On the inside, things look a bit technical, but overall the user experience is streamlined. There is a touchpad, modern-looking dials, comprehensive ride-quality controls and safety features, performance monitors, and a few interesting features we’ll call “quirks.”
At this price point, all SUV interiors are quite respectable and comfortable. That’s the name of the game. The Tesla model X is no exception, and driver satisfaction reports tend to indicate Model X drivers are very happy with its interior.
About those quirks…
The Model X wouldn’t be a proper Tesla without a few Easter eggs and quirks. There are two of note — a button which engages “ludicrous mode.” Lifted straight from the controls of a ship from Spaceballs, this sets the car up for maximum speed, acceleration, and performance by changing a few onboard settings.
The other interesting feature is a button called “bioweapon defense mode.” This deploys a number of air filtration safeguards that allow the Model X to stay driveable even during a chemical attack.
It seems strange, but disagreeing with Musk does, too.
There are a few glitches apparent in some Model X’s, but Tesla owned up to them and immediately rectified many of the issues that early-adopters ran into. Even then, none of the issues are too make-or-break.
Of note, people did seem to run into trouble with the rear seats, which apparently occasionally malfunctioned. The falcon doors and windshield (which allows for a lot of light to come in, as it curves into the roof, unlike many other vehicles) have taken some criticism, as well.
On the bright side, none of those are mechanical or safety failures, per se. It could simply be the case that people, who are famously put off by change, are still getting used to the way Tesla does things.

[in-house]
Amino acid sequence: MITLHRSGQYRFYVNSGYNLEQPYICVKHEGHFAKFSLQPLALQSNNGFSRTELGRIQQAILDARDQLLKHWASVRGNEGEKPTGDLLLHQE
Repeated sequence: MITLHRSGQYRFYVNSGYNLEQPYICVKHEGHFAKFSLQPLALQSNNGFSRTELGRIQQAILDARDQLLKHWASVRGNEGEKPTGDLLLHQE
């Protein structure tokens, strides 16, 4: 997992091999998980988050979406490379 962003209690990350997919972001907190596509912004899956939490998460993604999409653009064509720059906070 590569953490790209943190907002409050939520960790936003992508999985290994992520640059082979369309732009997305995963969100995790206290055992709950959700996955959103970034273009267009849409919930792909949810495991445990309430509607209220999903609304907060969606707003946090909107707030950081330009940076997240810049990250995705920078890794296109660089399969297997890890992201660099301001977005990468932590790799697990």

Consumer Reports noted that, when tallying satisfaction surveys, almost all Tesla drivers who did report some sort of issue made note of how fast, effective, and “on the ball” Tesla’s team were about recording feedback, working with the driver, and making necessary changes or repairs to each model.
So if you do run into issues, expect top-notch customer service. If something goes wrong with your Model X, it won’t stay wrong.
Of course, the engineering wizard who builds reusable space rockets knows a thing or two about safety.
Tesla all but claim the Model X is impossible to flip over. Keep in mind, these cars are constructed very differently than traditional automobiles. While the heaviest part of a car has almost always been its engine, the Tesla’s heaviest part is its battery array. While the engine in a gas-guzzler tends to sit in the front, rear, or middle of the vehicle in an elevated position, the batteries in a Tesla line the underbelly of the vehicle.
This means most of the weight is distributed evenly underneath the car, making it bottom-heavy and much safer around a corner than your typical SUV. That’s no small achievement — SUVs are famously less capable around corners than most cars. With Tesla’s model X, that concern has been entirely eliminated.
The car also comes packed with plenty of other safety features. Many of them unseen, clever, and/or computer-based. Everything simply works very well, and the user experience is seamless.
Much of the progress electric cars and electric hybrid technology have made over the years is owed to Tesla Motors. They’re the main reason the electric car is no longer a pipedream, or concept art at an auto show, and instead a mainstay in luxury, comfort, and indeed, performance motoring. The day of the electric car is finally here.
You can let the relatively few shortcomings that do remain for electric cars stop you from joining in on all the fun, but it’s worth keeping in mind that their designer is also probably the man who will put us on Mars. You may experience a bit of a learning curve, but you won’t want for much.
The Model X is classy, comfortable, capable, and innovative. It’ll hold up to anything you’ve driven before in your life, and doesn’t come with any of the drawbacks electric cars had ten years ago. Plus, it’s fast. Give it a shot.
Video courtesy of X Riders Cars